I blame the pair of them Thatcher and Scargill . I was four years old when this happen but don't remember much about this other than my grand dad , always going to picket line and saying its a shame that I'll never work down the pit because of the witch !!!!! . I grew up remembering the pits around going to area and then shutting down one by one , I now know that both Arthur Scargill and Margaret Thatcher were to blame for all this thatcher because she only cared about profit and greed and her hatred of the unions . Arthur Scargill is an evil man for leading the miners on strike without the Ballot which was illegal and the ultimately the loss of the battle which caused the most of the pits close, if he played by her rules he might of won and brought down that even more of an evil cow thatcher !!!! If I was old enough I would of been in the picket lines supporting the miners . It's a dam shame in the world we live in now , I blame though two for the Wales I live in now , poor , unloved and rotting away from the drugs and unruly thugs that occupy our life's today . lord.iron.of.shumg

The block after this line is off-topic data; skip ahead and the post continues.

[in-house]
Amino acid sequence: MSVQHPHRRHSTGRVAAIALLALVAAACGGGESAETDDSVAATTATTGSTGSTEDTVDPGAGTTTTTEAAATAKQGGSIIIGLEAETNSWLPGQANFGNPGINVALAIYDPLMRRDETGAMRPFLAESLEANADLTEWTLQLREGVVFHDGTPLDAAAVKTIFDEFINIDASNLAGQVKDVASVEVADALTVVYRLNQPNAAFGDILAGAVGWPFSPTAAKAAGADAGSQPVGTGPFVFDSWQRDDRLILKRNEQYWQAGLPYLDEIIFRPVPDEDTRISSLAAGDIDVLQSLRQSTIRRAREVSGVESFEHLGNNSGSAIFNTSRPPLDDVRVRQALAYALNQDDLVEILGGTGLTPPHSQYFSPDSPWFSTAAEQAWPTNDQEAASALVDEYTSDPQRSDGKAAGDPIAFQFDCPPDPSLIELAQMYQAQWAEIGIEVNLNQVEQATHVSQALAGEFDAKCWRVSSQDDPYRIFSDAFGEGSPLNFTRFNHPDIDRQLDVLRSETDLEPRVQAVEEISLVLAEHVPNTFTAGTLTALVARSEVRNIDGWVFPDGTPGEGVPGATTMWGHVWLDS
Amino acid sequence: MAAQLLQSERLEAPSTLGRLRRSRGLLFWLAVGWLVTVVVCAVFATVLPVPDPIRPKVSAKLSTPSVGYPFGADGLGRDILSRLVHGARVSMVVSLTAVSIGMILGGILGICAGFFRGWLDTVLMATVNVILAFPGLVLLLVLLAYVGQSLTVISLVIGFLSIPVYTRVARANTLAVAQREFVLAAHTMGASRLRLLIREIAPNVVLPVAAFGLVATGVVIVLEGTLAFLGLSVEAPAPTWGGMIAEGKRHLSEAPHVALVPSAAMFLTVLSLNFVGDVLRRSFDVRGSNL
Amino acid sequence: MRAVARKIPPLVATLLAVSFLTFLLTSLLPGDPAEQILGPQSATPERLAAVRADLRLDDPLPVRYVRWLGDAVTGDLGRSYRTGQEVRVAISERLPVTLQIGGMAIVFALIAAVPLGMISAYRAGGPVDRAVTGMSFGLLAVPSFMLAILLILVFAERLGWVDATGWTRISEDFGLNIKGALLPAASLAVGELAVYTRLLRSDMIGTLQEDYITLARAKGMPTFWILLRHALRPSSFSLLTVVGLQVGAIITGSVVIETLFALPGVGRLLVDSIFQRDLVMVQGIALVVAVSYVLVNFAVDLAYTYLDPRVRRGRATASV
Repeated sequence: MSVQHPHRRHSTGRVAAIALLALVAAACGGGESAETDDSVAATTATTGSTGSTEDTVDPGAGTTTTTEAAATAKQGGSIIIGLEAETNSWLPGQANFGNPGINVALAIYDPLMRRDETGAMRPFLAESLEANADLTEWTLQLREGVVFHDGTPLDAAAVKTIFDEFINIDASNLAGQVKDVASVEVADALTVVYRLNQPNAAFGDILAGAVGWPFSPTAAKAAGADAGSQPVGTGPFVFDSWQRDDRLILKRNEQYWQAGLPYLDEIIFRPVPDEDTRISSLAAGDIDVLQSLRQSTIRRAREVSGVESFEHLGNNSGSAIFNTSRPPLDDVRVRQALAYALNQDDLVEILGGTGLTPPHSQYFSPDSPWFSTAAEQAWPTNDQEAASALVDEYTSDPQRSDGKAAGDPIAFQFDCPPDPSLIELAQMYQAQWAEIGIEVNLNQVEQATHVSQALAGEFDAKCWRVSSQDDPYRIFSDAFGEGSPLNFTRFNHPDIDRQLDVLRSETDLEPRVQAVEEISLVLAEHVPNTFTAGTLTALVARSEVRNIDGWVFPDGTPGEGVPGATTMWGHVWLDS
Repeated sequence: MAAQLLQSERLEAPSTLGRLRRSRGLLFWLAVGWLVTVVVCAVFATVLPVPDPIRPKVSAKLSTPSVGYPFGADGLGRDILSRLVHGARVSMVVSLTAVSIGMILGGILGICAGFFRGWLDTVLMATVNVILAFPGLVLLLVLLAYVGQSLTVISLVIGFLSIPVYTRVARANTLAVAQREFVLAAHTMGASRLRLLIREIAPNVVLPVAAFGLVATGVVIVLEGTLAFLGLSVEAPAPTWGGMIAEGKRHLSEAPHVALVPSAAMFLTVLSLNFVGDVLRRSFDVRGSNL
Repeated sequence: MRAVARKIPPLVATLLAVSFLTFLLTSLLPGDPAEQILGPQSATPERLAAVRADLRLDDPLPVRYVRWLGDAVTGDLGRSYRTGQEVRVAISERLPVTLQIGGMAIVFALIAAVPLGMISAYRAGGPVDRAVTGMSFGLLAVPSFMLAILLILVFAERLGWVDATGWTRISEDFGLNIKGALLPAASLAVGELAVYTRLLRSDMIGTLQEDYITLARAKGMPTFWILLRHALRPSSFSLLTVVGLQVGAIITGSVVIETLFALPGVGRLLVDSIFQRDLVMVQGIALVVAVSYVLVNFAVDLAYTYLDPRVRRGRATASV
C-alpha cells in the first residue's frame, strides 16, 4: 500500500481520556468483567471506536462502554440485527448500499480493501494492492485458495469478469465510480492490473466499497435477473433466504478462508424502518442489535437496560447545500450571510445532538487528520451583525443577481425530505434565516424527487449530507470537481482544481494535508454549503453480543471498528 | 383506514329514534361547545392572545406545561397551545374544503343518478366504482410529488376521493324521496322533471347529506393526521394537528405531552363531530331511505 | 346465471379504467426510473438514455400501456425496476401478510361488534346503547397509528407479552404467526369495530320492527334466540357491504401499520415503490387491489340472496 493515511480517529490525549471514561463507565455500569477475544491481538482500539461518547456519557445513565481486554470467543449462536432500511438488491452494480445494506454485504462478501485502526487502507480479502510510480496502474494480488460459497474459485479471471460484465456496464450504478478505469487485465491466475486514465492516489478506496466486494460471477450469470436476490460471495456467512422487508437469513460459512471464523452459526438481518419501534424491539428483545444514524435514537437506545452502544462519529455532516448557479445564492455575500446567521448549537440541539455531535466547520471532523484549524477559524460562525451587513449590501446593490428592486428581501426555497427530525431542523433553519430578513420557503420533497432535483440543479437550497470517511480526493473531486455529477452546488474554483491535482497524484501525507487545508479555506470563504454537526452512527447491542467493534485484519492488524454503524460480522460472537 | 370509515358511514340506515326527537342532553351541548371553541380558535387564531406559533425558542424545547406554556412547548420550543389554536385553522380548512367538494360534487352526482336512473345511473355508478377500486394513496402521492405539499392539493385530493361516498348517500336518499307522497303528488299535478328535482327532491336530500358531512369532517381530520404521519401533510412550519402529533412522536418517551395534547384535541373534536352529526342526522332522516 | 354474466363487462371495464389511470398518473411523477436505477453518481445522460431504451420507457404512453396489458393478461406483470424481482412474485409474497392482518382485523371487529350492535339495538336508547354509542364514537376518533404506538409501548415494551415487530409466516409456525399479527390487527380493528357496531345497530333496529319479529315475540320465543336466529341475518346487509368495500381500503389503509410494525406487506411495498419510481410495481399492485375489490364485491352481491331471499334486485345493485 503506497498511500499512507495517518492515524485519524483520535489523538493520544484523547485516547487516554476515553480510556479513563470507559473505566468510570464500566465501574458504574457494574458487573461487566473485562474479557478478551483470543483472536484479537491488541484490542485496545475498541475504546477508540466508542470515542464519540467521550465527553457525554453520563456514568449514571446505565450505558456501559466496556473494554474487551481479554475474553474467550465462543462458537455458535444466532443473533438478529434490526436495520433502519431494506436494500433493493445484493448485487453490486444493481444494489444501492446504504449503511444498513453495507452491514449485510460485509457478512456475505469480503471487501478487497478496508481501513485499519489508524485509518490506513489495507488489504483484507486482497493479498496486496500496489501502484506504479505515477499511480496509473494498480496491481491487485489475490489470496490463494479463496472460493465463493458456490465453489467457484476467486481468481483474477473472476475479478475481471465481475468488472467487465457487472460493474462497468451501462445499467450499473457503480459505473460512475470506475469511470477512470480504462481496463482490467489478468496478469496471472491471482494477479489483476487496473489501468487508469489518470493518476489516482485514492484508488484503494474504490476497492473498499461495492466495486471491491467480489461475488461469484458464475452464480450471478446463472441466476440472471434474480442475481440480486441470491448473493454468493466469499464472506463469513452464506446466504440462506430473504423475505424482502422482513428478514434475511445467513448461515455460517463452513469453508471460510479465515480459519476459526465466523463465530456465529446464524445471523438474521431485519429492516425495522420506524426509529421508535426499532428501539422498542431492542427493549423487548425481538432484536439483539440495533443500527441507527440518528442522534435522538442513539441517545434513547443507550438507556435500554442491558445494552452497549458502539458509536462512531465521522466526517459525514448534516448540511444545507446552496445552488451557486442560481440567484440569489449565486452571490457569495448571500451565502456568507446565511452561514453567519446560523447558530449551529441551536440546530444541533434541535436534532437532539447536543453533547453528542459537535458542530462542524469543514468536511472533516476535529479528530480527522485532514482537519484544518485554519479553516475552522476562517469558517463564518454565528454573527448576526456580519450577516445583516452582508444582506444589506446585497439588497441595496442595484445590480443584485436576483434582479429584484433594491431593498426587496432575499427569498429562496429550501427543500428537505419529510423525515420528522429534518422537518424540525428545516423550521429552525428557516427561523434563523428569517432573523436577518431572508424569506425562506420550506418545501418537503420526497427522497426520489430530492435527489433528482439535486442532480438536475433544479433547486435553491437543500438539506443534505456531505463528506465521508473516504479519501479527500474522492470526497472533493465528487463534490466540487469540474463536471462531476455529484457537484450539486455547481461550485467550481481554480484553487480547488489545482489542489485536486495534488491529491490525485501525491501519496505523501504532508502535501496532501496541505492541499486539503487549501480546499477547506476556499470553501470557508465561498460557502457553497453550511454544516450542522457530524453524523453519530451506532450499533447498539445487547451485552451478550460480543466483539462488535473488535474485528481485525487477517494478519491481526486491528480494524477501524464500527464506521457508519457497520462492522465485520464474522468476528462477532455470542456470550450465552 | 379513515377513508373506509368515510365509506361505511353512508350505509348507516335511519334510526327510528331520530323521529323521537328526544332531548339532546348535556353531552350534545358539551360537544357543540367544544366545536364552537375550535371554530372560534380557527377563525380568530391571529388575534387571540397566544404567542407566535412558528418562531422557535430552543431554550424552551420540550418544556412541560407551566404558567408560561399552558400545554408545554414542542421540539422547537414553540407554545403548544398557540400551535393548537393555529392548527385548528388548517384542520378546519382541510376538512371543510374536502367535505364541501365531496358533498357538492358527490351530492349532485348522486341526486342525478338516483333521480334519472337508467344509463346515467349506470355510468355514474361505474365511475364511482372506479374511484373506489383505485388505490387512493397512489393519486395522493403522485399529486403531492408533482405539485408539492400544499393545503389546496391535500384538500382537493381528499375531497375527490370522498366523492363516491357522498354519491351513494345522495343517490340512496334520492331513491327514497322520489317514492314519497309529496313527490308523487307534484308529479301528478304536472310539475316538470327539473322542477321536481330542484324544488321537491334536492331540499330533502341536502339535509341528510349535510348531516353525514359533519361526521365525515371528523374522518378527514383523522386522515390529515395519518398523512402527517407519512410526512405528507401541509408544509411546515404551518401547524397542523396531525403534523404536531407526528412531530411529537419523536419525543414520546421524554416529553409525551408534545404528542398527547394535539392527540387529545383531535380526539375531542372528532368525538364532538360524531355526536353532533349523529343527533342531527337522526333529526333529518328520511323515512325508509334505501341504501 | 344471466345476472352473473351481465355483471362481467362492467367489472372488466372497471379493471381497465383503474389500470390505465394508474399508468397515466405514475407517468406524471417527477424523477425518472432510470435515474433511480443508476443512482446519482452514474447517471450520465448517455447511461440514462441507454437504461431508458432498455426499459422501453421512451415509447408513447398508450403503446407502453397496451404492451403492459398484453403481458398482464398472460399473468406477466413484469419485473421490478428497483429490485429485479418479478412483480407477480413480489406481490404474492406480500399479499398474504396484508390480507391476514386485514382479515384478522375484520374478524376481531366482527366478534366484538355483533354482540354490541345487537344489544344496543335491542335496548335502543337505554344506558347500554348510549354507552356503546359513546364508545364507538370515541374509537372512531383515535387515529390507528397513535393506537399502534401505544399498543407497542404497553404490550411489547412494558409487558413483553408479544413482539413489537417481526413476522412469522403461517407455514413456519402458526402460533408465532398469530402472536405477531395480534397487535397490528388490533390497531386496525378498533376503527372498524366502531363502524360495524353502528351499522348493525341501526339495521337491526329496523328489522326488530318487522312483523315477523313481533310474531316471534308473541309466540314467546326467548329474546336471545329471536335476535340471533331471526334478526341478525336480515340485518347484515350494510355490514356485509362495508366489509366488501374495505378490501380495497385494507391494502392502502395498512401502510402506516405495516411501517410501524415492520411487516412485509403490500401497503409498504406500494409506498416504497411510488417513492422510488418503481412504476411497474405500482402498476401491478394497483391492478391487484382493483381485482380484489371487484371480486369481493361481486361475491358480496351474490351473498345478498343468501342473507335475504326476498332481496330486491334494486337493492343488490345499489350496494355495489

• Score: -10

12:09pm Thu 13 Mar 14

throwy1 says...

There were not two egos just one, Margaret Thatchers. The release of the Cabinet papers prove one thing about thatcher she was a straight forward LIAR.
There were not two egos just one, Margaret Thatchers. The release of the Cabinet papers prove one thing about thatcher she was a straight forward LIAR. throwy1
  • Score: -3

12:11pm Thu 13 Mar 14

Kevin Ward - Editor says...

KM
And you stick to your insults. It's a shame you appear incapable of debating without resorting to abuse - or of reading beyond a headline.
KM And you stick to your insults. It's a shame you appear incapable of debating without resorting to abuse - or of reading beyond a headline. Kevin Ward - Editor
  • Score: 27

12:19pm Thu 13 Mar 14

GardenVarietyMushroom says...

Kevin Ward - Editor wrote:
KM
And you stick to your insults. It's a shame you appear incapable of debating without resorting to abuse - or of reading beyond a headline.
I agree that KM's abusive comments may seem OTT - but then you're a hardbitten newspaper editor aren't you? Water off a duck's back surely?

If you didn't want emotional outbursts then why on earth would you print a piece like this in South Wales?